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Published 14 July 2022

ANZCCART New Zealand Secondary School Essay Competition 2022

The ANZCCART New Zealand Secondary School Essay Competition, organized in collaboration with the Royal Society Te Apārangi, seeks to inspire students to think critically about the role animal research plays in today’s society and to engage with the challenges that surround animal use.

What will the awards cover?

First prize – a cheque for $100; second prize $75; and third prize $50. The first, second and third prize winners’ essays will be published on the ANZCCART website, and a range of other sources. All participants will receive a certificate of participation.

Eligibility criteria:

Students who are currently enrolled at an approved secondary education institution in New Zealand or engaged in home education that has been approved by the Ministry of Education are eligible to enter.


The deadline for submissions is 29 August 2022. The winning essays will be announced on 10 October 2022.

Essay prompt:

Write an essay responding to the question below:

Outline your personal position on the use of animals in research in New Zealand.  Justify your position using biological concepts and processes that relate to the use of animals in research in New Zealand, analysing and evaluating the biological knowledge related to this issue.

Discuss the biological and social implications of your position on the use of animals in research in New Zealand.  Use two different opinions or viewpoints that named individuals, groups or organisations have about the use of animals in research and teaching in New Zealand.  Comment on your sources and information by considering ideas such as validity and bias.

Please note: This question aligns closely to the NCEA Assessment Standard AS91154 Biology 2.2 Analyse the biological validity of information presented to the public. Work done for AS91602 Biology 3.2 Integrate biological knowledge to develop an informed response to a socio-scientific issue is also relevant.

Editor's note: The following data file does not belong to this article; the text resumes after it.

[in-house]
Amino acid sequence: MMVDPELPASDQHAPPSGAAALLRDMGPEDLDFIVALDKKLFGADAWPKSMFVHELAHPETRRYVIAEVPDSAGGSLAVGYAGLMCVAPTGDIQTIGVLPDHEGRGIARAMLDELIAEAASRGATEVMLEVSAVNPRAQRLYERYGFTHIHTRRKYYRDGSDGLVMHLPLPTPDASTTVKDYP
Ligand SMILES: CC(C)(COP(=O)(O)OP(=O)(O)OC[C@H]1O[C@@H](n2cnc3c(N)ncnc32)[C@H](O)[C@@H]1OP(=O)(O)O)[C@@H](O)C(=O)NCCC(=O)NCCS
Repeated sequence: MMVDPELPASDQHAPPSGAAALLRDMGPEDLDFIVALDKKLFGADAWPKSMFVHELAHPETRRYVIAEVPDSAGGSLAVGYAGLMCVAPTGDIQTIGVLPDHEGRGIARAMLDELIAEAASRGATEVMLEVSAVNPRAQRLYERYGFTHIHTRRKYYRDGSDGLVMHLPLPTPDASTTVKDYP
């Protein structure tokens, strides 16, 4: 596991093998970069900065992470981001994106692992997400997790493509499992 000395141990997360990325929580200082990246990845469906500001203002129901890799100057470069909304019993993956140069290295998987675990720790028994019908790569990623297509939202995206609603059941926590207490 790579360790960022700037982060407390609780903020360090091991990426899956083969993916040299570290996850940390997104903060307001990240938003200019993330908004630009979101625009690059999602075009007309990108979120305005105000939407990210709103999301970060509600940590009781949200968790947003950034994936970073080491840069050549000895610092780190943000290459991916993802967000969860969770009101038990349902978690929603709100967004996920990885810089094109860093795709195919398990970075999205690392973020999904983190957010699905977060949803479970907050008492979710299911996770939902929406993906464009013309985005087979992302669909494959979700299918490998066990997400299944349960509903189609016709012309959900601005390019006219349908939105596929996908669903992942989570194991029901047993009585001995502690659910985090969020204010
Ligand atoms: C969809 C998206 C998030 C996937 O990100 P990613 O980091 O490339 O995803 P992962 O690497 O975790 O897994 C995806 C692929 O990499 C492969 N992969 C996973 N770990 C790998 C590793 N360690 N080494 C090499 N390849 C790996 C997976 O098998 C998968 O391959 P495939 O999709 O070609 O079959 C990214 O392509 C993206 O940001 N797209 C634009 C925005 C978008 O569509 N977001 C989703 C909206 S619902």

Essay rules:
The submitted essay will be the author's original work and shall be no more than 1,500 words (excluding references). Collaborative writing by two or more authors will not be accepted. Only one essay shall be accepted from each student.

Essays should include referencing. Plagiarism detection software may be used.

The essay must not have been published elsewhere or submitted to any other essay competition. However, an essay that has been submitted for course work will be accepted for this competition. No revisions to the essay will be accepted after it has been submitted to ANZCCART.

Essays must be emailed. The entrant's name must NOT appear on the essay itself. You must include a separate cover page that includes your full name, email address, contact phone number, the name of the school or situation at which you are studying, and evidence of your current enrolment as a student.  Please send the essay as a Word doc, or pdf file.

Organisers reserve the right not to award in any category at its own discretion and without recourse to the entrants.

Entries must be sent to: anzccart@royalsociety.org.nz, with ‘ANZCCART Secondary School Essay Competition’ in the subject line. 


All contributions will be evaluated blind by ANZCCART or their nominees based on focus on the essay prompt, clarity of their argument, depth of understanding of the topic, accuracy, originality and overall writing style, described below. Please bear in mind that the award takes into account essay category, word length and other restrictions on the essay.

Marking Criteria:

The student integrates relevant biological knowledge to develop a comprehensive informed response on the issue of using animals in research and teaching in the New Zealand by describing:

  • the biological concepts and processes relating to the issue;
  • one biological and one social implication (economic, ethical, cultural, or environmental) of the issue;
  • two different opinions or viewpoints about the issue (one for and one against) from named individuals, groups or organisations;
  • a personal position. explained by giving reasons, with supporting evidence, on why these have been chosen.

    An analysis and evaluation of the biological knowledge related to the issue is used to justify a personal position by ONE of:
  • comparing the significance of the biological and/or social implications, OR
  • commenting on the sources of biological knowledge used by considering ideas such as validity (date/currency, peer review status, scientific acceptance) or bias (attitudes, values, beliefs).

Alternative formats that meet these criteria will also be considered. Examples of such formats could include:

  • Poetry
  • Visual presentation with accompanying text
  • Media clip
  • Song, rap, or other musical presentation
Source: Royal Society Te Apārangi